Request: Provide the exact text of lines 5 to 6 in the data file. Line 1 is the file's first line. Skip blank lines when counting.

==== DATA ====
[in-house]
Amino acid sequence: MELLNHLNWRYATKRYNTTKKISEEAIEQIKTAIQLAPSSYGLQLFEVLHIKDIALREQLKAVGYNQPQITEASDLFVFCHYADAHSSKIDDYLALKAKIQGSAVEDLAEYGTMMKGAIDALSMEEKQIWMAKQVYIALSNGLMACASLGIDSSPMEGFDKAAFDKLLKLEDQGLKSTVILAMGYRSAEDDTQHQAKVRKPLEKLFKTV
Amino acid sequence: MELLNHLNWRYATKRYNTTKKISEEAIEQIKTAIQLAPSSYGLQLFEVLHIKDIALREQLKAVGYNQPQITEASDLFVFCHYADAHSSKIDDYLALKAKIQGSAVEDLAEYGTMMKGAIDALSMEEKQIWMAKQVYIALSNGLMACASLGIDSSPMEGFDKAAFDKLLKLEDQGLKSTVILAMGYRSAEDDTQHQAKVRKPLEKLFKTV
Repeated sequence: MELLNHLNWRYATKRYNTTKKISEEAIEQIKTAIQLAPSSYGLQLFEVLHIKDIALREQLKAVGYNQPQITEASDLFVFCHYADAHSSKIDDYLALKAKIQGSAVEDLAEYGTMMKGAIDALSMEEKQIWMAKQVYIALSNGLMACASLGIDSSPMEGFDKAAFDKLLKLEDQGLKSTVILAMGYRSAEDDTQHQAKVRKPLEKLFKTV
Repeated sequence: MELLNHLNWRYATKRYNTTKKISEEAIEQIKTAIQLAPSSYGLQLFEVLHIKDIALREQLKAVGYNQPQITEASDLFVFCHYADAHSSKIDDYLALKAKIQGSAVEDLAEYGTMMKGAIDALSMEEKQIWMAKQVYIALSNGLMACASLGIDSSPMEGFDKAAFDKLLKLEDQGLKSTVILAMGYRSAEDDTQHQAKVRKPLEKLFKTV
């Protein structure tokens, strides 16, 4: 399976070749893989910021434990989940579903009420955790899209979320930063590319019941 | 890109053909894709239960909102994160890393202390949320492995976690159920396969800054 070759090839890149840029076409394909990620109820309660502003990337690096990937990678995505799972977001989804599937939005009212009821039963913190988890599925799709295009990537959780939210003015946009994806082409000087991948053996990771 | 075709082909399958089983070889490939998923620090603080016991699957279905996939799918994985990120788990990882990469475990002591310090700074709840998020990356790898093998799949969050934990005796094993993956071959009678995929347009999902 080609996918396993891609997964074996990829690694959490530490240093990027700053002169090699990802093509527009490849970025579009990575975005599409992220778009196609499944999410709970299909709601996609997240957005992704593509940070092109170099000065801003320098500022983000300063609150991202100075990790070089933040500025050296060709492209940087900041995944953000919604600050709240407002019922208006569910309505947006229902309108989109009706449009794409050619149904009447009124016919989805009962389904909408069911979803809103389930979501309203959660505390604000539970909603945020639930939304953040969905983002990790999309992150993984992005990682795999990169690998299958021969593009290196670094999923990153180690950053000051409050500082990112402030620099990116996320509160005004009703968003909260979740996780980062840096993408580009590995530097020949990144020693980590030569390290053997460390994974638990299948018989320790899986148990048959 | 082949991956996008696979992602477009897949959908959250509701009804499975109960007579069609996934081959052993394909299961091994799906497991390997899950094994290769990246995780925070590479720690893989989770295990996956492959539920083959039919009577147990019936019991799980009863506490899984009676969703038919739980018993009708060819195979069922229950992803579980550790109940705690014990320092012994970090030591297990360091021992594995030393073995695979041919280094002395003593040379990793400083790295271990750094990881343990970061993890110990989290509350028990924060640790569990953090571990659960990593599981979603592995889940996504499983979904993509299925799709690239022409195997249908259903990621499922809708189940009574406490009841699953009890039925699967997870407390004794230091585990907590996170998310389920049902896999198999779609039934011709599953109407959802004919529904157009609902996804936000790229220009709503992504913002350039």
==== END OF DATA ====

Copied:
Repeated sequence: MELLNHLNWRYATKRYNTTKKISEEAIEQIKTAIQLAPSSYGLQLFEVLHIKDIALREQLKAVGYNQPQITEASDLFVFCHYADAHSSKIDDYLALKAKIQGSAVEDLAEYGTMMKGAIDALSMEEKQIWMAKQVYIALSNGLMACASLGIDSSPMEGFDKAAFDKLLKLEDQGLKSTVILAMGYRSAEDDTQHQAKVRKPLEKLFKTV
């Protein structure tokens, strides 16, 4: 399976070749893989910021434990989940579903009420955790899209979320930063590319019941 | 890109053909894709239960909102994160890393202390949320492995976690159920396969800054 070759090839890149840029076409394909990620109820309660502003990337690096990937990678995505799972977001989804599937939005009212009821039963913190988890599925799709295009990537959780939210003015946009994806082409000087991948053996990771 | 075709082909399958089983070889490939998923620090603080016991699957279905996939799918994985990120788990990882990469475990002591310090700074709840998020990356790898093998799949969050934990005796094993993956071959009678995929347009999902 080609996918396993891609997964074996990829690694959490530490240093990027700053002169090699990802093509527009490849970025579009990575975005599409992220778009196609499944999410709970299909709601996609997240957005992704593509940070092109170099000065801003320098500022983000300063609150991202100075990790070089933040500025050296060709492209940087900041995944953000919604600050709240407002019922208006569910309505947006229902309108989109009706449009794409050619149904009447009124016919989805009962389904909408069911979803809103389930979501309203959660505390604000539970909603945020639930939304953040969905983002990790999309992150993984992005990682795999990169690998299958021969593009290196670094999923990153180690950053000051409050500082990112402030620099990116996320509160005004009703968003909260979740996780980062840096993408580009590995530097020949990144020693980590030569390290053997460390994974638990299948018989320790899986148990048959 | 082949991956996008696979992602477009897949959908959250509701009804499975109960007579069609996934081959052993394909299961091994799906497991390997899950094994290769990246995780925070590479720690893989989770295990996956492959539920083959039919009577147990019936019991799980009863506490899984009676969703038919739980018993009708060819195979069922229950992803579980550790109940705690014990320092012994970090030591297990360091021992594995030393073995695979041919280094002395003593040379990793400083790295271990750094990881343990970061993890110990989290509350028990924060640790569990953090571990659960990593599981979603592995889940996504499983979904993509299925799709690239022409195997249908259903990621499922809708189940009574406490009841699953009890039925699967997870407390004794230091585990907590996170998310389920049902896999198999779609039934011709599953109407959802004919529904157009609902996804936000790229220009709503992504913002350039």